Although EPA believes that we are not compelled to respond to BCCA's late comments, since the basis for them existed at the time of the original proposal, EPA has considered their comment, and we address it below.
As set forth above, EPA's May 14 Rulemaking enunciates no new legal position to which the comment is responding. 40 CFR 51.905(e)(2)(i)(A) and (B) provide that EPA is no longer obligated to determine “
“EPA is clarifying that the portion of footnote 16 stating the EPA remains obligated to make a finding of failure to attain the 1-hour ozone standard by an area's attainment date (
BCCA`s comments are ostensibly in response to EPA's February 1, 2012 proposed determination that the Houston nonattainment area failed to attain the revoked 1-hour ozone standard by its applicable attainment date. EPA's proposal expressly stated that this determination is solely for the purpose of effectuating the 1-hour ozone anti-backsliding requirements for section 185 penalty fees and contingency measures. While BCCA claims that its comment was prompted by EPA's May 14 Rulemaking, that Rulemaking specifically declared that it did not address 1-hour ozone anti-backsliding for section 185 penalty fees, and advised that section 185 anti-backsliding issues would be addressed in other rulemakings. See, 77 FR 28,424 at 28436 (May 14, 2012). Thus it is doubly plain that the paragraph entitled “A Correction to a Footnote in Proposed Rule” in the preamble of the May 14 Rulemaking was not intended to address or to prohibit EPA from proceeding with air quality determinations affecting section 185 anti-backsliding requirements.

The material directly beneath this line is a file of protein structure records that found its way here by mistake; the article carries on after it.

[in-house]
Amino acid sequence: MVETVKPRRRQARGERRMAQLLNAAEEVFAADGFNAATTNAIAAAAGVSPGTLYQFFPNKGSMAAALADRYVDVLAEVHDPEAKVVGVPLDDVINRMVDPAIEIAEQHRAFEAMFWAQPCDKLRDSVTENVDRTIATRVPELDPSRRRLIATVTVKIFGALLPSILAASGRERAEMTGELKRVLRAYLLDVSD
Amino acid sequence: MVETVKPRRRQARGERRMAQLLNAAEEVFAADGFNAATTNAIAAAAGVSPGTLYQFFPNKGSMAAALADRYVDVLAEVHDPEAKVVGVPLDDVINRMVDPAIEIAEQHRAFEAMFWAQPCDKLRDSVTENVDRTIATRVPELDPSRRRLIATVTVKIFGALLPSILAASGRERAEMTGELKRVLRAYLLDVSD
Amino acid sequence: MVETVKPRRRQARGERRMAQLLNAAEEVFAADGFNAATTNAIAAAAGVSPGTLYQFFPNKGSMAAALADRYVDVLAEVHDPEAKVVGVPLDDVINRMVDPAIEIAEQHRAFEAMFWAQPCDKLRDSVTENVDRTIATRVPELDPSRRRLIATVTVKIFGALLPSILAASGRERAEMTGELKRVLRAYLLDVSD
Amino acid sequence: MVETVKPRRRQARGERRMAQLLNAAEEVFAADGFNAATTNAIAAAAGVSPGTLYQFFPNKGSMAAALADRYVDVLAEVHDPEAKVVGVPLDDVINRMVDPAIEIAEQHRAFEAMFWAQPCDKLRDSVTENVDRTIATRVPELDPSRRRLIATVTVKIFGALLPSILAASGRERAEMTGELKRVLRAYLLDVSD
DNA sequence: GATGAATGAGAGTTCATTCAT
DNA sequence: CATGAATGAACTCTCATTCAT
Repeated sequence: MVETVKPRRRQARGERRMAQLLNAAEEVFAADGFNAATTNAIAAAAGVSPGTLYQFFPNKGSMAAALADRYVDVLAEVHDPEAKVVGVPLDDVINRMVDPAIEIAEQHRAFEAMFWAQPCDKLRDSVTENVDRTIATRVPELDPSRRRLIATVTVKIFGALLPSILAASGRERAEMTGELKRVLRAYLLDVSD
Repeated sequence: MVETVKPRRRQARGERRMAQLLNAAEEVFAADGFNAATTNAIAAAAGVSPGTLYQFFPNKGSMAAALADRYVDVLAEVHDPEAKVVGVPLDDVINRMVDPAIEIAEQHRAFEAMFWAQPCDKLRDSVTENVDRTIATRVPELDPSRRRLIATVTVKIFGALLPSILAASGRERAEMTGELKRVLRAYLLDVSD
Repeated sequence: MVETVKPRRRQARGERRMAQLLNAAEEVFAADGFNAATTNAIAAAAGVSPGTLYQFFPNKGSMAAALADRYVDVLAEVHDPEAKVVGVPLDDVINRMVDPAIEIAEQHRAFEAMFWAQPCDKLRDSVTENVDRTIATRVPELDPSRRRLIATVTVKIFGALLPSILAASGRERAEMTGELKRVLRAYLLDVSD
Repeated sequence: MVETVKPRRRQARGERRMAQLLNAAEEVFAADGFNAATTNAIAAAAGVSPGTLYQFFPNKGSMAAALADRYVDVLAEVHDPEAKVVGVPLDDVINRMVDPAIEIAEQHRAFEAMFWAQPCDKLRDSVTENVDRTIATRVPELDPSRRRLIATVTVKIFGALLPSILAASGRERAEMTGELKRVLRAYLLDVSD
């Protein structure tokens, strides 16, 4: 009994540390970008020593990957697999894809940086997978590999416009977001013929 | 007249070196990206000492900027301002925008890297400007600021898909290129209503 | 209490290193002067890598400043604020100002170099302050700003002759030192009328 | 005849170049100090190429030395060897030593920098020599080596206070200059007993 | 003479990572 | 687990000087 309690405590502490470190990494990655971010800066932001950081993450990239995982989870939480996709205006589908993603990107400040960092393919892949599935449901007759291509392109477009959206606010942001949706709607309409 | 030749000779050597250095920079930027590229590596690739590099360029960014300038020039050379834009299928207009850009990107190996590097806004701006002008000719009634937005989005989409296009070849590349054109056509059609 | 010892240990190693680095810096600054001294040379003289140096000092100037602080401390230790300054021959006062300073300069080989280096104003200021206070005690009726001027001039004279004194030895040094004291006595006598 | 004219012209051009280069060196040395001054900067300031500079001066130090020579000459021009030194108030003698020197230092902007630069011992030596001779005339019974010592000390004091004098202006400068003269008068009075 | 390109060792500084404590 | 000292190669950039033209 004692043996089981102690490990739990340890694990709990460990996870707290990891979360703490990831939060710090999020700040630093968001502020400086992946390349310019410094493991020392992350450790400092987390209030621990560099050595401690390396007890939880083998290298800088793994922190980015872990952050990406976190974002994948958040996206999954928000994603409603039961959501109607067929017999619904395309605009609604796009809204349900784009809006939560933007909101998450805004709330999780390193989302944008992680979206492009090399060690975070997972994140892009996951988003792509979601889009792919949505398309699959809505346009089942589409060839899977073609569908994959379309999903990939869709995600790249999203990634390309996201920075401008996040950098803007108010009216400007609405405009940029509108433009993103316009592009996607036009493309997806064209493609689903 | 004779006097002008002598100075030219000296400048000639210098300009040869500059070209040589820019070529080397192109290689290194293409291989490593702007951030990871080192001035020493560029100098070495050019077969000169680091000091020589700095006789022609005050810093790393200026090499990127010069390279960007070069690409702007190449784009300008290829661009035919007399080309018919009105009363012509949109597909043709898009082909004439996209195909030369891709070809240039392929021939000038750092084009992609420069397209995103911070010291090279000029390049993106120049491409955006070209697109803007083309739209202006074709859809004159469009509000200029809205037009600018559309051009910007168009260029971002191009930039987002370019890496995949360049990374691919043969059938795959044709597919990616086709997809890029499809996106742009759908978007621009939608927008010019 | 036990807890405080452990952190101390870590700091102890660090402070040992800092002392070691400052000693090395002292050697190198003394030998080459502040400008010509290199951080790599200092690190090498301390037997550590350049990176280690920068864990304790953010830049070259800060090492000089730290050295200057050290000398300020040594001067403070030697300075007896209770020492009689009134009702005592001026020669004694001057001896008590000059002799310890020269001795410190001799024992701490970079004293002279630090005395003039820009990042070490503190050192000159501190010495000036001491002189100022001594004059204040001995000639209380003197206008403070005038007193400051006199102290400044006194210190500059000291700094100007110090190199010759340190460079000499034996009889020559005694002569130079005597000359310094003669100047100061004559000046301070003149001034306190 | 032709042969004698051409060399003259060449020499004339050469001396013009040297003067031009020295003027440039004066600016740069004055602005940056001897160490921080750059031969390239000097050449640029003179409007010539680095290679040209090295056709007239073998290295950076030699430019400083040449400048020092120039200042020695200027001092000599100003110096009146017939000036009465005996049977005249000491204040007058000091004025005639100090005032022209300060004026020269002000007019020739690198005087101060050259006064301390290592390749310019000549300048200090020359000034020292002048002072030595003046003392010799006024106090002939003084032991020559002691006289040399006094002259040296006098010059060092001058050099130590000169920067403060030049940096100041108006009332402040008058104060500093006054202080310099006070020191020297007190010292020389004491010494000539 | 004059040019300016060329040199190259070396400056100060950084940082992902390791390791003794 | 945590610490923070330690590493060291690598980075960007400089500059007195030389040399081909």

EPA recently published in the
Aside from its proposed and final determinations for Houston and the California areas, EPA has proposed and finalized, also pursuant to the settlement agreement, determinations as to whether a number of other 1-hour ozone nonattainment areas throughout the country attained the 1-hour ozone standard by their applicable attainment dates. As in the case of Houston, the purpose of these determinations is limited to effectuating 1-hour ozone anti-backsliding requirements. See, Baltimore, MD 77 FR 4940 (February 1, 2012), NY-NJ-CT 77 FR 3720 (January 25, 2012), Eastern Massachusetts 77 FR 31496 (May 29, 2012), Western Massachusetts 77 FR 25362 (April 30, 2012), and Greater Connecticut 77 FR 15607 (March 16, 2012).